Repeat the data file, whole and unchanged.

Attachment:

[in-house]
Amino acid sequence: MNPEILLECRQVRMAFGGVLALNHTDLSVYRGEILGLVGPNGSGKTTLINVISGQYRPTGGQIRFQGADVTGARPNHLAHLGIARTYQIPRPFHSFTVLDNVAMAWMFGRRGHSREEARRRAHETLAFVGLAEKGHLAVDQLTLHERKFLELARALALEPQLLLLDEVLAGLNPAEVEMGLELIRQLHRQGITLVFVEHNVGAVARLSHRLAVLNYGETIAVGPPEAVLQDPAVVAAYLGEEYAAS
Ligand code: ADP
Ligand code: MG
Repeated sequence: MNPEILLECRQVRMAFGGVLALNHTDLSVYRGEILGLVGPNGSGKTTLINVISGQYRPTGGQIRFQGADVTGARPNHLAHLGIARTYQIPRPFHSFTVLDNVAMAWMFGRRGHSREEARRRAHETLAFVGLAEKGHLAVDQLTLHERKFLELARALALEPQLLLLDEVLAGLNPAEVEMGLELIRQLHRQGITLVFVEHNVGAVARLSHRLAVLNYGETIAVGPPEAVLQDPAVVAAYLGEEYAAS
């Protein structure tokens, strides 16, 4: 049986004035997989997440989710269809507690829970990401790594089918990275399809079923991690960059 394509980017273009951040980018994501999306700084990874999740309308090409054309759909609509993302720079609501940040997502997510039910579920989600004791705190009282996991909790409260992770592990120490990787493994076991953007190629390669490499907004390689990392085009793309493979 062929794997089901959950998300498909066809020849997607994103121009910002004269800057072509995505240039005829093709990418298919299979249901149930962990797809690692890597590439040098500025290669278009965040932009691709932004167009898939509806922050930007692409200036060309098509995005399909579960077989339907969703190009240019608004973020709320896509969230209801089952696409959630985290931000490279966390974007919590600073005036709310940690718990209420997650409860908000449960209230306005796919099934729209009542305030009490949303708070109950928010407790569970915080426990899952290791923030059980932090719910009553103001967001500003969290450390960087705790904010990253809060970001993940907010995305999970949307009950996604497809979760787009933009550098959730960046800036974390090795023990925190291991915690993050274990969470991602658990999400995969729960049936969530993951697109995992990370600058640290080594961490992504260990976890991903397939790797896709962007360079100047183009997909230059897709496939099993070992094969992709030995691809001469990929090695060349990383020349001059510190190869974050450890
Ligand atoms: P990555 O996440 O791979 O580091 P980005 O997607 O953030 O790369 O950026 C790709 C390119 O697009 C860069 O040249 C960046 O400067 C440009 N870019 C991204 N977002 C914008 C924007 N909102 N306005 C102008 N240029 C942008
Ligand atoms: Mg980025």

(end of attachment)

[in-house]
Amino acid sequence: MNPEILLECRQVRMAFGGVLALNHTDLSVYRGEILGLVGPNGSGKTTLINVISGQYRPTGGQIRFQGADVTGARPNHLAHLGIARTYQIPRPFHSFTVLDNVAMAWMFGRRGHSREEARRRAHETLAFVGLAEKGHLAVDQLTLHERKFLELARALALEPQLLLLDEVLAGLNPAEVEMGLELIRQLHRQGITLVFVEHNVGAVARLSHRLAVLNYGETIAVGPPEAVLQDPAVVAAYLGEEYAAS
Ligand code: ADP
Ligand code: MG
Repeated sequence: MNPEILLECRQVRMAFGGVLALNHTDLSVYRGEILGLVGPNGSGKTTLINVISGQYRPTGGQIRFQGADVTGARPNHLAHLGIARTYQIPRPFHSFTVLDNVAMAWMFGRRGHSREEARRRAHETLAFVGLAEKGHLAVDQLTLHERKFLELARALALEPQLLLLDEVLAGLNPAEVEMGLELIRQLHRQGITLVFVEHNVGAVARLSHRLAVLNYGETIAVGPPEAVLQDPAVVAAYLGEEYAAS
């Protein structure tokens, strides 16, 4: 049986004035997989997440989710269809507690829970990401790594089918990275399809079923991690960059 394509980017273009951040980018994501999306700084990874999740309308090409054309759909609509993302720079609501940040997502997510039910579920989600004791705190009282996991909790409260992770592990120490990787493994076991953007190629390669490499907004390689990392085009793309493979 062929794997089901959950998300498909066809020849997607994103121009910002004269800057072509995505240039005829093709990418298919299979249901149930962990797809690692890597590439040098500025290669278009965040932009691709932004167009898939509806922050930007692409200036060309098509995005399909579960077989339907969703190009240019608004973020709320896509969230209801089952696409959630985290931000490279966390974007919590600073005036709310940690718990209420997650409860908000449960209230306005796919099934729209009542305030009490949303708070109950928010407790569970915080426990899952290791923030059980932090719910009553103001967001500003969290450390960087705790904010990253809060970001993940907010995305999970949307009950996604497809979760787009933009550098959730960046800036974390090795023990925190291991915690993050274990969470991602658990999400995969729960049936969530993951697109995992990370600058640290080594961490992504260990976890991903397939790797896709962007360079100047183009997909230059897709496939099993070992094969992709030995691809001469990929090695060349990383020349001059510190190869974050450890
Ligand atoms: P990555 O996440 O791979 O580091 P980005 O997607 O953030 O790369 O950026 C790709 C390119 O697009 C860069 O040249 C960046 O400067 C440009 N870019 C991204 N977002 C914008 C924007 N909102 N306005 C102008 N240029 C942008
Ligand atoms: Mg980025």